The Final submission date to enter Season IV of the Artists In Music Awards is November 15, 2014 at Midnight. If you have not become a member and submitted, there is still plenty of time.

For more information and to find your category go to!vote/c60z

We have several categories in Music, Film, Poetry, Literature, Photography, and Theatre. If your category is not represented, please let us know. We may add it.

Behind the Scenes

If you have been apart of AIMA at all during the past 3 seasons, you may have noticed that we are doing less live shows during the year. Now that we are under the Siqueiros Foundation of the Arts, the Artists In Music Awards has scaled back on the monthly shows, but we are very much still active. We do plan on continuing the live show tradition in Season V and reintroducing the Summer Showcase and the Breakthrough Series.

As of today, we are behind the scenes hard at work and focusing on the final stages of obtaining our 501c3 charity organizational license. In the meantime, the Executive Board of Directors have been diligently attending Community events, shaking hands with State and City leaders by attending political events, and appearing at various Art & Music shows in and around Los Angeles as part of our awareness campaign.

Awards Ceremony

As of today, we are unable to reveal the official location of the Awards Ceremony, but we will very soon. The Awards Ceremony is still scheduled for Saturday, March 7, 2015 and it will be held in Los Angeles. Once we have the “go-ahead” we will send out a Press Release to make the HUGE announcement.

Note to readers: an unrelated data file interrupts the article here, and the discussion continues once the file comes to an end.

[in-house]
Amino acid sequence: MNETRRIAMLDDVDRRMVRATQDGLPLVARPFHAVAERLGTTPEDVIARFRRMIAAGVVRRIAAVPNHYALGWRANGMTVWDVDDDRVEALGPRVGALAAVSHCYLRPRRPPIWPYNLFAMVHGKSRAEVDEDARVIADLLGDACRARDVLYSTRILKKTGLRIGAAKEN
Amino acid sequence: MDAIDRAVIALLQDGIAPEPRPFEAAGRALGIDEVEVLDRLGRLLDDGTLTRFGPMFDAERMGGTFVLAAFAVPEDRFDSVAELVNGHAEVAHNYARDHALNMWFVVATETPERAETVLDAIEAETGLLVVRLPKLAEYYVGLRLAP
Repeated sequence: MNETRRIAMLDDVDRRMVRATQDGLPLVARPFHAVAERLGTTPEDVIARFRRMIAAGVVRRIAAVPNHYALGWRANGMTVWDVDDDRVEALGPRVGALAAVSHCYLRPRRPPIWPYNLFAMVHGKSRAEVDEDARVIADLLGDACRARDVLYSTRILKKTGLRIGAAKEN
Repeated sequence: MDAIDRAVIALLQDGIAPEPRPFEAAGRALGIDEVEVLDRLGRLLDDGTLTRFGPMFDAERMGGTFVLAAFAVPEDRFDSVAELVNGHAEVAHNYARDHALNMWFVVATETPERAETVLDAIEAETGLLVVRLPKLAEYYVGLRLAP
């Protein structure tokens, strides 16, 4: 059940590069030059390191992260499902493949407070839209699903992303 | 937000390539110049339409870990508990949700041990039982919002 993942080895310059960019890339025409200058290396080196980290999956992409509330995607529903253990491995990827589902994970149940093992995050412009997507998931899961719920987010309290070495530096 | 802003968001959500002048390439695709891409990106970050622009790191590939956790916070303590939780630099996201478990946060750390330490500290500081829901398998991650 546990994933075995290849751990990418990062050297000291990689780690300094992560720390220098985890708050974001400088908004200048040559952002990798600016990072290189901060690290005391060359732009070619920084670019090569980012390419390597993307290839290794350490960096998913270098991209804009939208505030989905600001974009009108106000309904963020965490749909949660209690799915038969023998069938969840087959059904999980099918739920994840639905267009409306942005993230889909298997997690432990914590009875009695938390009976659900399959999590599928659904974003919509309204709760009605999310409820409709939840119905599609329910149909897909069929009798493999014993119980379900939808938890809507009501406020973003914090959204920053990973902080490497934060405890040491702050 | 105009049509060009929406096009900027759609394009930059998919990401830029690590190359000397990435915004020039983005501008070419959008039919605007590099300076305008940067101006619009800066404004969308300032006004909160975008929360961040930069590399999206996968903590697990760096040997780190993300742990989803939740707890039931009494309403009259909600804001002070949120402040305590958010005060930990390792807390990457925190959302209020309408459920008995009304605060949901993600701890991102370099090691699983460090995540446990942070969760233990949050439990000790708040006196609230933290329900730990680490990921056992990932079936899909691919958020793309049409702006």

For the main event, we are doing something never done before - show full-length films, have live performances, and exhibit Art during a televised event. At the present moment, we are looking for Full-Length Films, Short films, and Documentary’s. As mentioned previously, we will have an exhibit area to showcase Artwork, so we are looking for Nominees from the Visual Arts arena. Of course, we are also looking for live music performers for the main stage to perform in between the trophy presentations. If you are a member and you have something unique to offer, please email us.

Once we make the location announcement, we will begin selling tickets to attend the main event.

FYI: Anyone can become a member. As a member, you can nominate yourself, a band, or any single artist, actor, etc. You are also welcome to nominate someone for Lifetime Achievement, Educator of the Year, etc. We simply ask that if you nominate someone for an award, your participant is aware they must be present during the awards ceremony as we have a strict attendance policy - We do not award absentees.